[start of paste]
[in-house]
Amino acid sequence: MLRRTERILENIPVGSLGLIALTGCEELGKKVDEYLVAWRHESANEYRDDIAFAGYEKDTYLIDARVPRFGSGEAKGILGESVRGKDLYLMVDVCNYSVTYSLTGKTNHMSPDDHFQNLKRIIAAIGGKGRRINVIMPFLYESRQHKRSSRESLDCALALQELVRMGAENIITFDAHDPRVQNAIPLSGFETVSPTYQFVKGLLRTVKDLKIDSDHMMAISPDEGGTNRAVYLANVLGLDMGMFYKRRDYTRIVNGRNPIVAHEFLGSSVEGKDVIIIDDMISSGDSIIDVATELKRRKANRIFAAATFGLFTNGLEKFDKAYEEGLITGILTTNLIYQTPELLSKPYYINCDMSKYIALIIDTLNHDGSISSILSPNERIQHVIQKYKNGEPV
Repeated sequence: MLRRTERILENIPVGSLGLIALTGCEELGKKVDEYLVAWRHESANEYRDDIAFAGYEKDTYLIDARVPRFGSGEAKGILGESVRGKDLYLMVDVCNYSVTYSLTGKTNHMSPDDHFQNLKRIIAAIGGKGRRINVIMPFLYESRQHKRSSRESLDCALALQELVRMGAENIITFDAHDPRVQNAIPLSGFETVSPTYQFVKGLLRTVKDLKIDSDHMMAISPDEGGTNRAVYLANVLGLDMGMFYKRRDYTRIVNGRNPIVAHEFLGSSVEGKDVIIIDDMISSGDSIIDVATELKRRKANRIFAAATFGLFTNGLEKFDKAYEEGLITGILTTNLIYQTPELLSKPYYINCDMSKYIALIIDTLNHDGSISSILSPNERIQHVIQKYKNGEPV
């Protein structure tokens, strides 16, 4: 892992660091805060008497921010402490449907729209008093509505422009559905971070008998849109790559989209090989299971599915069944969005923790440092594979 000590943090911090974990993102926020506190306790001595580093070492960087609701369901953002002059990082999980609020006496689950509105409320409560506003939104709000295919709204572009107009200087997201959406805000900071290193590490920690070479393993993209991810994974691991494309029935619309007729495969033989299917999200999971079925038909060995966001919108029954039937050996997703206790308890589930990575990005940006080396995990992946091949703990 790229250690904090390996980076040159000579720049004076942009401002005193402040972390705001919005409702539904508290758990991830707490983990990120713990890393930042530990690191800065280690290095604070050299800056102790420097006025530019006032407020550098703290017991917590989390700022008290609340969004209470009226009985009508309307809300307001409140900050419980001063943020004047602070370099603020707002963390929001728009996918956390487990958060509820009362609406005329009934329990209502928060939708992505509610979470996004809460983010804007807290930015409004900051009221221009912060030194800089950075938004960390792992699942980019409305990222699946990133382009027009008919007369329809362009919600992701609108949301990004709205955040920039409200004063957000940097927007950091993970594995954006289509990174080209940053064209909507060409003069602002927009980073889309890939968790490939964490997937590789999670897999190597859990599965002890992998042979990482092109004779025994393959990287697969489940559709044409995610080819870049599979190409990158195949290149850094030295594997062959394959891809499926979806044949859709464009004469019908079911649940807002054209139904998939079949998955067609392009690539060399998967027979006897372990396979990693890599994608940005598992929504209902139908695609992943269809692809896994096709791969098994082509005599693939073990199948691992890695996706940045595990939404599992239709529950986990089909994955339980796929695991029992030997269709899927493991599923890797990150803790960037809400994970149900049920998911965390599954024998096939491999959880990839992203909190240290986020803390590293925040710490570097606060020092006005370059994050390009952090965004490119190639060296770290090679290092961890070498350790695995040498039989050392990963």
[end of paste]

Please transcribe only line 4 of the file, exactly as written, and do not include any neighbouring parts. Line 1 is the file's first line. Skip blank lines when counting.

């Protein structure tokens, strides 16, 4: 892992660091805060008497921010402490449907729209008093509505422009559905971070008998849109790559989209090989299971599915069944969005923790440092594979 000590943090911090974990993102926020506190306790001595580093070492960087609701369901953002002059990082999980609020006496689950509105409320409560506003939104709000295919709204572009107009200087997201959406805000900071290193590490920690070479393993993209991810994974691991494309029935619309007729495969033989299917999200999971079925038909060995966001919108029954039937050996997703206790308890589930990575990005940006080396995990992946091949703990 790229250690904090390996980076040159000579720049004076942009401002005193402040972390705001919005409702539904508290758990991830707490983990990120713990890393930042530990690191800065280690290095604070050299800056102790420097006025530019006032407020550098703290017991917590989390700022008290609340969004209470009226009985009508309307809300307001409140900050419980001063943020004047602070370099603020707002963390929001728009996918956390487990958060509820009362609406005329009934329990209502928060939708992505509610979470996004809460983010804007807290930015409004900051009221221009912060030194800089950075938004960390792992699942980019409305990222699946990133382009027009008919007369329809362009919600992701609108949301990004709205955040920039409200004063957000940097927007950091993970594995954006289509990174080209940053064209909507060409003069602002927009980073889309890939968790490939964490997937590789999670897999190597859990599965002890992998042979990482092109004779025994393959990287697969489940559709044409995610080819870049599979190409990158195949290149850094030295594997062959394959891809499926979806044949859709464009004469019908079911649940807002054209139904998939079949998955067609392009690539060399998967027979006897372990396979990693890599994608940005598992929504209902139908695609992943269809692809896994096709791969098994082509005599693939073990199948691992890695996706940045595990939404599992239709529950986990089909994955339980796929695991029992030997269709899927493991599923890797990150803790960037809400994970149900049920998911965390599954024998096939491999959880990839992203909190240290986020803390590293925040710490570097606060020092006005370059994050390009952090965004490119190639060296770290090679290092961890070498350790695995040498039989050392990963």